The price of this market report covers 4 quarterly reports on this sector. This quarterly report will be downloadable instantly as a PDF document, with the 3 remaining reports delivered at regular intervals throughout the year.
Kenyas booming construction industry has faced significant headwinds, as rampant inflation - due to a weak shilling, among other factors - has seen building costs soar. Moreover, with the Central Bank of Kenya yet to show the commitment needed to support its beleaguered currency, we expect these price pressures to continue to make life difficult for the sector over the coming quarters, with the increasingly prohibitive cost of building materials and bank loans curbing demand for new developments. Our downwardly revised forecasts for the construction industry in 2012 reflects the deterioration of the economic picture, with real growth substantially eroded as a result. In light of this, we are now pencilling in real growth of 2.5% for construction industry value in 2012.Key developments include:
• The government has development plans with a total cost of US$22bn that include significant improvements to roads, railways, seaports, airports, water, sanitation and telecommunications. According to the Government, Kenya is focusing on these in the hope of attracting, accelerating and retaining investors who often complain its dilapidated facilities increase the cost of doing business, rendering Kenyas products uncompetitive in the global market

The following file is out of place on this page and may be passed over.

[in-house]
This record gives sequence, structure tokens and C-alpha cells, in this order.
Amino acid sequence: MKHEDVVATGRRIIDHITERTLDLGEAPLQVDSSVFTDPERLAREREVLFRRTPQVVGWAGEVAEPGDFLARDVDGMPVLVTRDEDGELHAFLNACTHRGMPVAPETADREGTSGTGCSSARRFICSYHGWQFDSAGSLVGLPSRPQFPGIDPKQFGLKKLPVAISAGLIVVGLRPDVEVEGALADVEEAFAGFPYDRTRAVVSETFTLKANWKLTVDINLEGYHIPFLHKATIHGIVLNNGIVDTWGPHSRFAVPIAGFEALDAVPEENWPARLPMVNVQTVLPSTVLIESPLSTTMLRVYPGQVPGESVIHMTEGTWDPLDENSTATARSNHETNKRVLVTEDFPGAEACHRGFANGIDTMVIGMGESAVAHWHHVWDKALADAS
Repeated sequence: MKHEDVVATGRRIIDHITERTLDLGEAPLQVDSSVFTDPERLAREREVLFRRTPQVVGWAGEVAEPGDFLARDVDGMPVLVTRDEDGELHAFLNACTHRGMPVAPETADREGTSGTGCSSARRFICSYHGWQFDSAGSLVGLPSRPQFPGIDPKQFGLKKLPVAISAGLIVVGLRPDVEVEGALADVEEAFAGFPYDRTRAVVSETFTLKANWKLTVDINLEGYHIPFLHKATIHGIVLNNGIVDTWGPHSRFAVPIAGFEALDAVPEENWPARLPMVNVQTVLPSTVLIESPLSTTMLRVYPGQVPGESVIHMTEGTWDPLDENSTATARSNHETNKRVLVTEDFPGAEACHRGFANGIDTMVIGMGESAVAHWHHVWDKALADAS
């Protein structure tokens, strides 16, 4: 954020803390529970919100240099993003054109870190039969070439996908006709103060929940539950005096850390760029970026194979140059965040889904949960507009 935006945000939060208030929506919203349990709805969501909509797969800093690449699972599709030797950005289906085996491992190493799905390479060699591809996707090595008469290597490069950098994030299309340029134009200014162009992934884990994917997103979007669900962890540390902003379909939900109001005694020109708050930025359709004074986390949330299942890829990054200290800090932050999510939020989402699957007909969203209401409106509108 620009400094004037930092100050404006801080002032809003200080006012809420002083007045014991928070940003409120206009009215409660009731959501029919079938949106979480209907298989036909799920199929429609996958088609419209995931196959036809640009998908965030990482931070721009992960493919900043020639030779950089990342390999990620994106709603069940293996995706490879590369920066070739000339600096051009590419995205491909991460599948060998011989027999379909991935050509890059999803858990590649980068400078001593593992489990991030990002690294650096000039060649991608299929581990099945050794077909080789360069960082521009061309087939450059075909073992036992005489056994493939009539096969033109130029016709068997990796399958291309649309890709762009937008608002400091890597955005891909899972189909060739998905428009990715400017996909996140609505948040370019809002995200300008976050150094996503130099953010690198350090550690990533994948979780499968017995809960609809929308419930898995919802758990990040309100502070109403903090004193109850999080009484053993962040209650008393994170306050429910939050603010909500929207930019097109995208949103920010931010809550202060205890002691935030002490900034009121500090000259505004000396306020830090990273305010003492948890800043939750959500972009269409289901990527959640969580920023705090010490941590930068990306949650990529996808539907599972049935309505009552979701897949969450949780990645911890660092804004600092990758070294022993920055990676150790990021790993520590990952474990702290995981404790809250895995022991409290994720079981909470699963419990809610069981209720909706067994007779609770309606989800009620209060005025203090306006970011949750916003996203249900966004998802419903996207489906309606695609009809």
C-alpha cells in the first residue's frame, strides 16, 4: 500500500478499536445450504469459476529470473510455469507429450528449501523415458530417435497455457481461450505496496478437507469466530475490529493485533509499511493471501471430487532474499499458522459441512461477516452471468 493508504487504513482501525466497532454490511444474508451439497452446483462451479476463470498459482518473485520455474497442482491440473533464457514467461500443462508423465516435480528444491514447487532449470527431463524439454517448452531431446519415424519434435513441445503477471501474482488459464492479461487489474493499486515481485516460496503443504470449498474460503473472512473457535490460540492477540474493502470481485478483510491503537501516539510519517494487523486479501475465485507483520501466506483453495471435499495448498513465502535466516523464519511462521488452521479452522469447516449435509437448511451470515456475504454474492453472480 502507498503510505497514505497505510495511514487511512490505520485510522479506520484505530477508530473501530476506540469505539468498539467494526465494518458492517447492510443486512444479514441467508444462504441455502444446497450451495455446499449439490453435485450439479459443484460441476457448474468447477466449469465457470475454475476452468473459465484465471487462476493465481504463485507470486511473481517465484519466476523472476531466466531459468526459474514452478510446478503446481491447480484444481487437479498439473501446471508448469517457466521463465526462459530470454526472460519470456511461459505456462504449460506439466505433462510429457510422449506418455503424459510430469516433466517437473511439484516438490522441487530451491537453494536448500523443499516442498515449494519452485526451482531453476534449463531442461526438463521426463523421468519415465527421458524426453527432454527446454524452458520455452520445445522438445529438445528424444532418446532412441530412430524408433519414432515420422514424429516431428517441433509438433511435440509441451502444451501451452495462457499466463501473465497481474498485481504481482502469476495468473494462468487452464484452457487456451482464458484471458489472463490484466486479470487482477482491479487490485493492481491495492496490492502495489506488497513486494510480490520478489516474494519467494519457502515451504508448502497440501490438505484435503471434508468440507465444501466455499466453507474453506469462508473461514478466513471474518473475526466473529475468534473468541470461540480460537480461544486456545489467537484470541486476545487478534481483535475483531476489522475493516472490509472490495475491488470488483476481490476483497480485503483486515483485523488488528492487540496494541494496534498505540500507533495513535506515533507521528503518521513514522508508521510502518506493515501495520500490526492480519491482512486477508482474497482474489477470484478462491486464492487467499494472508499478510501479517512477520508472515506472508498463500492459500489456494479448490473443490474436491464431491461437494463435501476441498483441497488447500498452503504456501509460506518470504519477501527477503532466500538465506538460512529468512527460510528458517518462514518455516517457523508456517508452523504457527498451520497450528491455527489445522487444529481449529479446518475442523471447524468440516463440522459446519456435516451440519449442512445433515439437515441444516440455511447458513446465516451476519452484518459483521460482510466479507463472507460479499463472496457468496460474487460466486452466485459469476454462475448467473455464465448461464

• The construction of the port of Lamu in northern Kenya has not yet begun, yet is already generating much interest. Having been mooted for years, it seems that construction of the port is to begin soon. The new facility at Lamu, which will cost US$5.3bn, will spread over 700 acres of land. The port will serve as the maritime entry point to the Lamu Port-Southern Sudan- Ethiopia Transport (LAPSSET) Corridor, which will include rail, road, oil pipeline and fibre optic cable connections with South Sudan and Ethiopia. The site will also be home to a new international airport. In total, price estimates for the multi-modal project range from US$16bn to US$23bn. A new high voltage transmission line linking Mombasa to Nairobi should provide much greater security of supply, transmitting electricity from the power rich coast to the electricity starved capital. The new 450km high voltage transmission line will have the capacity to handle 1,500MW of electricity, equal to Kenyas current installed capacity. The power line will allow electricity generated on the coast around Mombasa to be transported to Nairobi to feed the capitals electricity consumption. With a new 300MW coal power plant planned to be built around Mombasa it is hoped that the power line will help distribute this new electricity further up country.
• The decision by Kenyas National Environment Management Authority to approve the first phase of the US$5bn Tatu City development is an encouraging sign for the countrys residential construction sector as it seeks to meet rapidly rising demand.
Click for Report details:Kenya Infrastructure Report Q2 2012